Life in Paris is different than life in Dallas, or probably most cities that I have ever lived in.  The last year that I lived in Dallas, I was not faced much with very poor people, those who would come up to you on the street and beg for money.  It just wasn't done where I went.  But here in Paris, it happens all the time.  On the metro, on the way to the grocery store, and definitely in the city where they know that there are lots of tourists.  And whenever I am asked for money, I always have to ask myself  "Do I give it to them?" and sometimes it's even "Do I give it to them again?  I just gave them some?"  Sadly, I think I too often err on the side of caution and don't give money  I often think "Well, what if they really don't need it but could just go get a job" or "Why are they still asking?  I just gave them something!  I think they are taking advantage of me."  

In reading Matthew 5, the Sermon on the Mount, I have been convicted of my attitude, specifically the attitude of not wanting to be taken advantage of.  I think that too often, I try to protect myself instead of doing what God asks me to do and letting Him take care of the results.  In Matthew 5 verses 38-42, Jesus speaks about retaliation, or I should say he speaks against retaliation.  It is here that we find the famous concept of "turn the other cheek." It is a difficult idea to put into practice for sure, but I think that most Christians know that they should do this and really do try.  But a few verses later, another concept is linked with the lack of retaliation, that is the idea of giving to beggars.  Directly following the command to turn the other cheek and give your cloak as well when someone just asks for your tunic is the command from Jesus "Give to the one who begs from you."  That's it, no caveats.  But if this isn't enough to convince you, keep reading the next section.  In this section is the famous concept of "love your enemies," but it was something else in this section that hit me.  God tells us to give and not worry about being taken advantage of because he does exactly the same thing.  "For God makes his sun rise on the evil and on the good, and sends rain on the just and on the unjust." (verse 45)  God doesn't look at where he makes it rain and decide field by field who he will give rain to and who he will not.  The rain falls on the field of the just as well as the unjust.  And when a person does something bad with a good gift that God has given them, it is as if they slap God on the cheek, and yet he still turns the other to them, still gives them good gifts.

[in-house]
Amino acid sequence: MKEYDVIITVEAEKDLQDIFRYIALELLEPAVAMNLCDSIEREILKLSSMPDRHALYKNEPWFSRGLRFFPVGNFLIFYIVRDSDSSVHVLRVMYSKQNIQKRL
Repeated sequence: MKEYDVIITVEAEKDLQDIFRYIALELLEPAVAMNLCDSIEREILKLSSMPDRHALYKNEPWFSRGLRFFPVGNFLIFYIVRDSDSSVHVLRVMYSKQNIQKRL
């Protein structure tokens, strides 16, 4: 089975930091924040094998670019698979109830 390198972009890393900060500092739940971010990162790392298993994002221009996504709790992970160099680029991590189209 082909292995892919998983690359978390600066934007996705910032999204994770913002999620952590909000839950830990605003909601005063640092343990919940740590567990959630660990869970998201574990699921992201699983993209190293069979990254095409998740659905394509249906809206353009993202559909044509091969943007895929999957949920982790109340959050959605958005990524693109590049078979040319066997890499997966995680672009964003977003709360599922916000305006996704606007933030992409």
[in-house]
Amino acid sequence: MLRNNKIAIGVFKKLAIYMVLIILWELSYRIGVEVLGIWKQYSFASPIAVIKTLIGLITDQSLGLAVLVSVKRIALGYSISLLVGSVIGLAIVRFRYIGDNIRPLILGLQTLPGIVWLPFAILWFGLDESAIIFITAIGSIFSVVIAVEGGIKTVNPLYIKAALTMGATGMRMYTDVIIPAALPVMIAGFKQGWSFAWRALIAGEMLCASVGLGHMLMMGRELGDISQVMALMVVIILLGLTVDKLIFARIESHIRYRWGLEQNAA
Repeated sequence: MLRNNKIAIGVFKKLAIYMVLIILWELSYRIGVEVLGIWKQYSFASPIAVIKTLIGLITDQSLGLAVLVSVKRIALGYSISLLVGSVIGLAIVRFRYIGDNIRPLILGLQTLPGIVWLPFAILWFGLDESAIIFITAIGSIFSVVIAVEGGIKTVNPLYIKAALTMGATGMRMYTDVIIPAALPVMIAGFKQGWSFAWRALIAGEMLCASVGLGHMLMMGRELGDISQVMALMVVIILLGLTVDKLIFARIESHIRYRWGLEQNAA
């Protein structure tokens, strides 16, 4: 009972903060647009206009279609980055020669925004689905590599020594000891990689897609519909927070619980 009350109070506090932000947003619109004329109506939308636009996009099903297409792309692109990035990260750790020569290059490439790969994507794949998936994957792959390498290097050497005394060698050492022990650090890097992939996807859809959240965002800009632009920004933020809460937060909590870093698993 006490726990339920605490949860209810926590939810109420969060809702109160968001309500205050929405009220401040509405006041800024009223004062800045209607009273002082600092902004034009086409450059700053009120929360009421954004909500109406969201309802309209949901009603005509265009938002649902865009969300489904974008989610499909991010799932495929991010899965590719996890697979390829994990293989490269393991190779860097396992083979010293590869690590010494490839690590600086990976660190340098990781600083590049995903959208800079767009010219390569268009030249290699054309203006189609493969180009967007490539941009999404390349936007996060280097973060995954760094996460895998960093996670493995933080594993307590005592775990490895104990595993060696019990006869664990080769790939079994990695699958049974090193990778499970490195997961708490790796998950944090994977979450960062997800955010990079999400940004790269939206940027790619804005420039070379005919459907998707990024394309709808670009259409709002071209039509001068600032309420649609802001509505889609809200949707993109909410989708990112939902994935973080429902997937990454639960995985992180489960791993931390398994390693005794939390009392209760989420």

Now I know that there are exceptions to every rule, that in Senegal it would be impossible to give money to everyone who asks because they swarm your car every time you stop at an intersection.  But I do not want my life to focus on the exceptions.  I want to have the attitude of Christ.  I want to give without expecting anything in return, even gratitude.  I want to give in faith, trusting that God will do what he wills with my gifts.  I want to give knowing that I have done what my Father has asked of me, not worrying about the other persons actions.  I want to give not worrying what others around me think, only what my Father in heaven thinks of me.  I want to give, knowing that it is all God's money, and he will do with it as he pleases.

Monday, June 22, 2009

News Flash!!

Addie parle le francais!!!  (Addie speaks French!)

Some things she has said to us...

Ça suffit  (that's enough)
Ne touche pas  (don't touch - I think she must get told these two phrases in the nursery :)
Un bisou (a kiss :)
Qu'est-ce que tu fais?  (what are you doing?)
Je ne sais pas (I don't know)
Allez, viens (come on, lets go)
A tout à l'heure (see you later!)
And every once in a while "Oui" will pop out of her mouth instead of "yes", even when we ask her a question in English.

And to see that she really does understand what she's saying, I said to her yesterday when she was trying to do something I told her not too  "J'ai dit non"  (I said no!) to which she replied with a big smile "J'ai dit oui!"  (I said yes!).  Now we need to keep working on the obeying part.

Sunday, June 7, 2009

Happy Mother's Day

Fortunately, Mother's day is a few weeks later in France and so I had a little extra time to prepare another video for the greatest mom in the whole world!

We love you!!!!

Thursday, June 4, 2009

High heel shoes, baseball gloves and books...an update on us!

So here's an update on what is going on in all of our lives ...

Addie (first because she's the most interesting right now!)
 - she is now potty trained! (I'm sure some of you really don't care, so sorry, but it's exciting not to have to pay for diapers anymore!)
 - we enrolled her for school next fall. Yes, our daughter will be starting French preschool in September (aahhhhh!!!!).  I'll blog more about this later